The Royal Scottish National Orchestra (RSNO) is Scotland's national symphony orchestra. Based in Glasgow, the 89-member professional orchestra also regularly performs in Edinburgh, Aberdeen and Dundee, and abroad. Formed in 1843 to accompany the Glasgow Choral Union (today known as the RSNO CHorus) and recognised formally in 1891 as the Scottish Orchestra, the company has performed full-time since 1950, when it took the name Scottish National Orchestra. It was awarded royal patronage in 1991. Shortly after the award it briefly used the title Royal Scottish Orchestra before reverting to its present name. Under its first Scottish-born, and longest serving conductor, Sir Alexander Gibson, the orchestra began to develop an international profile. In line with Gibson's own specialities, the orchestra became known for its interpretations of Scandinavian composers, notably Jean Sibelius and Carl Nielsen. This was consolidated in the tenure of Neeme Järvi, who also led the orchestra through its first complete Gustav Mahler cycle. The second Scot to lead the orchestra, Bryden Thomson, maintained the Nordic link with a cycle of Nielsen symphonies. The RSNO's base is at Henry Wood Hall in Glasgow and is also used as its recording venue; a new base is being constructed within the Royal Concert Hall, Buchanan Street. The RSNO also performs throughout Scotland, at such venues as the Glasgow Royal Concert Hall, Usher Hall (Edinburgh), Caird Hall (Dundee), Aberdeen Music Hall, Perth Concert Hall and Eden Court Inverness. The orchestra had a long-standing recording contract with Chandos Records in the 1980s and 1990s which has recently been re-established. Today, it chiefly records for Naxos Records, most notably in a cycle of Anton Bruckner symphonies with the late Georg Tintner, cycles of Arnold Bax symphonies with David Lloyd-Jones, and several recordings of American works (including the complete orchestral works of Samuel Barber) conducted by Marin Alsop, who was the RSNO's principal guest conductor from 2000 to 2003. In May 2007, the RSNO made their first recordings with Stéphane Denève, of music of Albert Roussel, for Naxos. The first recording received the Diapason d'Or de l'année for Symphonic Music. The second disc in the series was released in 2008. The RSNO is supported by the RSNO Chorus. The RSNO Chorus evolved from a choir formed in 1843 to sing the first full performance of Handel's Messiah in Scotland, in April 1844. The RSNO Chorus performs with the RSNO throughout the year, and for the RSNO's Season and Prom series in Glasgow, Edinburgh, Aberdeen and Dundee. In addition to its commitment to the RSNO, the Chorus performs independently and has toured worldwide. The current chorus director is Timothy Dean, since 2006. The RSNO's music director from 2005-2012 was Stéphane Denève. In April 2007, his contract was initially extended through 2011, and in March 2010, further extended 1 year through the 2011-2012 season, after which time his tenure is scheduled to conclude. In January 2011, the RSNO announced the appointment of Peter Oundjian as its next music director, as of the 2012-2013 season, with an initial contract of 4 years. Past principal guest conductors, in addition to Alsop, have included Garry Walker (2003-2007). In October 2011, Thomas Søndergård was named the RSNO's next principal guest conductor, as of the 2012-2013 season, with an initial contract of 3 years for 3 programmes per year. The RSNO's current assistant conductor is Christian Kluxen, since September 2010. In April 2007, the orchestra became one of Scotland's five national performing companies, supported directly by the Scottish Government (previously support came through the Scottish Arts Council). The orchestra's current chief executive is Michael (Mick) Elliott. Tenures of Principal Conductors: George Henschel (1893-1895), Willem Kes (1895-1898), Max Bruch (1898-1900), Frederic Cowen (1900-1910), Emil Młynarski (1910-1916), Landon Ronald (1916-1920), Václav Talich (1926-1927), Vladimir Golschmann (1928-1930), John Barbirolli (1933-1936), George Szell (1937-1939), Warwick Braithwaite (1940-1946), Walter Susskind (1946-1952), Karl Rankl (1952-1957), Hans Swarowsky (1957-1959), Alexander Gibson (1959-1984), Neeme Järvi (1984-1988), Bryden Thomson (1988-1990), Walter Weller (1991-1996), Alexander Lazarev (1997-2005), Stéphane Denève (2005-2012), Peter Oundjian (2012 - present)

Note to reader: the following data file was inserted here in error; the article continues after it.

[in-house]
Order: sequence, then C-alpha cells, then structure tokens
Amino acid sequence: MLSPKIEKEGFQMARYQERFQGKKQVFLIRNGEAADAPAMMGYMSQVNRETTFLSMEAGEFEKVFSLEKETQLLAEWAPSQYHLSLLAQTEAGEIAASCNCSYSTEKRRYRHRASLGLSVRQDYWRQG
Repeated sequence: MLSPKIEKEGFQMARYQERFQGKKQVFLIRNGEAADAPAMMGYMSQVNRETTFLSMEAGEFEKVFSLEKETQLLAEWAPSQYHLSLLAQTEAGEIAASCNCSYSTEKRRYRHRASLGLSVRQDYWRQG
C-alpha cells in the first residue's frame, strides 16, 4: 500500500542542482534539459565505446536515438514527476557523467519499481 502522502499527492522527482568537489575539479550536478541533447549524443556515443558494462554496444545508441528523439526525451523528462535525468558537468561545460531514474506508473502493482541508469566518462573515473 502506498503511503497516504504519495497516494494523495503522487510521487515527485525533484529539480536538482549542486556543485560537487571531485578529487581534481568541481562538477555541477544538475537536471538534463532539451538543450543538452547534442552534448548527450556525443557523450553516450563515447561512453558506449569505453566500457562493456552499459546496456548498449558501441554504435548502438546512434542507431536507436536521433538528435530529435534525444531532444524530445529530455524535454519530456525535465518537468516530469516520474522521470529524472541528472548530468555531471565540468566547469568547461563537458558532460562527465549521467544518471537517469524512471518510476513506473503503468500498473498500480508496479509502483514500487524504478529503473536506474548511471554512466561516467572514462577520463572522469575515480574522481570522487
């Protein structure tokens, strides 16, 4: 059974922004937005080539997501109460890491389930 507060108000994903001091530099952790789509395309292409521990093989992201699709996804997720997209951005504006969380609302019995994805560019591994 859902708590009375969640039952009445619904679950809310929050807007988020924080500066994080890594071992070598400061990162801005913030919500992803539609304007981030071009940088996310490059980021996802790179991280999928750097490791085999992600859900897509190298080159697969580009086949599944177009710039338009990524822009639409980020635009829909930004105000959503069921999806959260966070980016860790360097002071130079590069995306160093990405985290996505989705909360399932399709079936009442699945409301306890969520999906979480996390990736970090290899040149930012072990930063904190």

Source: Wikipedia

Text from this biography licensed under creative commons license